Saturday, September 13, 2008

Books in black


I went to Book People today, among a host of other meandering through the city type activities. I was comforted to find a couple copies of Video Watchdog. There was little doubt that the city of The Alamo Drafthouse would have a source, but it was still comforting to actually see with my own eyes.

I saw and drooled over copies of some the Dian Hanson "History of Men's Magazines" volumes... err... I drooled over them for the desire to possess them and have them in my own private space where I would then drool over them for other reasons. Dammit!

I also saw CelebriDucks. The only choices there were Jesus, Buddha and Mr. T. I was a 12-year-old boy when The A-Team debuted, and even I think that's an odd combination of icons.

I also saw, not for the first time, the level to which old school Hardboiled and a real pulp aethetic are making a play for being The Next Big Thing. It makes me wish I was three steps further ahead with my film noir inspired story, but I'm not, so perhaps the time has come to be ahead of the game on the thing that'll be The Next Big Thing a time or two after this finally lands.

For the record, am I the only one who distiguishes between "Hardboiled" as the overall fiction style and "film noir" and even "noir" as cinematic style? I even know that the French had black paperback books that were called noir, much as the Italians had yellow paperbacks that were called gialli, which is what film noir then refers back to; the movies with the texture of the black books is a black movie, or "film noir", but somehow, to my ear, in English, noir still means movie.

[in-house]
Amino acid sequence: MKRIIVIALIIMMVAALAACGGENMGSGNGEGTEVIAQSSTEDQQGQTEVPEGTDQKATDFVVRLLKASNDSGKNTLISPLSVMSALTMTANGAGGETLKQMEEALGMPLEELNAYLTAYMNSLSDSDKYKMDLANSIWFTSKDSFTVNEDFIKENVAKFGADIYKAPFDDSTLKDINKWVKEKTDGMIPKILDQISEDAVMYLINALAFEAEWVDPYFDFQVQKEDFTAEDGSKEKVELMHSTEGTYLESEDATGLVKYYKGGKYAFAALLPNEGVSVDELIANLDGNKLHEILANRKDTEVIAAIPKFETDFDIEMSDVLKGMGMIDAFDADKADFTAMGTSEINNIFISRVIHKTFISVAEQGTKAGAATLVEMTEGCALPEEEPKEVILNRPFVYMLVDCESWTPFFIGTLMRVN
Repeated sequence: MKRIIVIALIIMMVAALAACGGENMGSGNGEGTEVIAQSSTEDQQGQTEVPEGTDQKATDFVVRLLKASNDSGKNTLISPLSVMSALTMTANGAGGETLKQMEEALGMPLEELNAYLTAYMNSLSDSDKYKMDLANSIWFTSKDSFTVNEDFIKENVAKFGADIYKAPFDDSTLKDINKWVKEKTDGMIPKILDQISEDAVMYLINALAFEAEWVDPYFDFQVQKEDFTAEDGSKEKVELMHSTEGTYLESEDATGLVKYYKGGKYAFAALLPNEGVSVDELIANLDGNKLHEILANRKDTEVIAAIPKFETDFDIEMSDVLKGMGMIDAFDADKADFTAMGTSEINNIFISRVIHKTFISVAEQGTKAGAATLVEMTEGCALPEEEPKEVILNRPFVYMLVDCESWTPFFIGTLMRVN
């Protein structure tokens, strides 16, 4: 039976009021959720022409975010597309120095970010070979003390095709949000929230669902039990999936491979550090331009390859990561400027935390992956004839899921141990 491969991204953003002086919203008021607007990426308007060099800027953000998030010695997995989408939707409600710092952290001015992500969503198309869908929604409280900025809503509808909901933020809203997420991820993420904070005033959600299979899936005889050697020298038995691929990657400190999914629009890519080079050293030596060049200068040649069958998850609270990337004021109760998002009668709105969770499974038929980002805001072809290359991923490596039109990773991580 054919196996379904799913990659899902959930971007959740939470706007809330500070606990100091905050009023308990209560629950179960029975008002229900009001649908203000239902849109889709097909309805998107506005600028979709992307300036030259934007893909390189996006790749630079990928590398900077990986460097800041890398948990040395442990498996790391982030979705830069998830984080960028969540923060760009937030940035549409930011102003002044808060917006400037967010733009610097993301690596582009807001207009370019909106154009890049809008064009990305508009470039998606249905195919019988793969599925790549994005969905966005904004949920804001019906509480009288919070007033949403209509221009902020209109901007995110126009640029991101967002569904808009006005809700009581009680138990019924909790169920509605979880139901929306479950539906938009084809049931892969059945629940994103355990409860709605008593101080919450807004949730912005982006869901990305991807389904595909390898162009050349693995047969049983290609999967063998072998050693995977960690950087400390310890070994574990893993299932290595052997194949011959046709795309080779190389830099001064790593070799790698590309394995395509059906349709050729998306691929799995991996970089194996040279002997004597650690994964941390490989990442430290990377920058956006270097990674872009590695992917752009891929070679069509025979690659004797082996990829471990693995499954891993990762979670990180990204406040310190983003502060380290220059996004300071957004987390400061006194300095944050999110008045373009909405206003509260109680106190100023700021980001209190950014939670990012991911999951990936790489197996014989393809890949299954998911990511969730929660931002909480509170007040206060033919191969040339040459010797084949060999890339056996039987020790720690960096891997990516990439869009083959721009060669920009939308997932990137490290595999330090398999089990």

It also means black and white movie. Period.

I love plenty of Neo-noir movies, but I consider that a different, albeit related, cinematic subgenre.

I say these things sometimes just to get them out there. It often intimidates people I say them to. I promise, I hold myself to bizarre standards that have nothing to do with how I expect other people, sane people, to act and think and write...

Well, ok... the "Hardboiled" vs. "noir" for the written word is a nitpick on my part that, as I say, isn't necessarily accurate. The color movies being called noir, that does bug me. Don't do it.


2 comments:

Cinefantastique Online said...

Noir or hard-boiled? I make a distinction, though not quite the one you make.

Years ago, before he started writing and directing movies, Paul Schrader made a pretty convincing case for considering Film Noir as a style rather than a genre.

Since then, I have used "Noir" or "Film Noir" to refer to the stylistic elements and "Hard-Boiled" to refer to plot elements.

This becomes especially useful when you get into so called "Neo-Noir" films, usually shot in color, which often have very little of the shadowy noir style about them.

Neil Sarver said...

Yes! That's the explanation I was looking for. Thank you!

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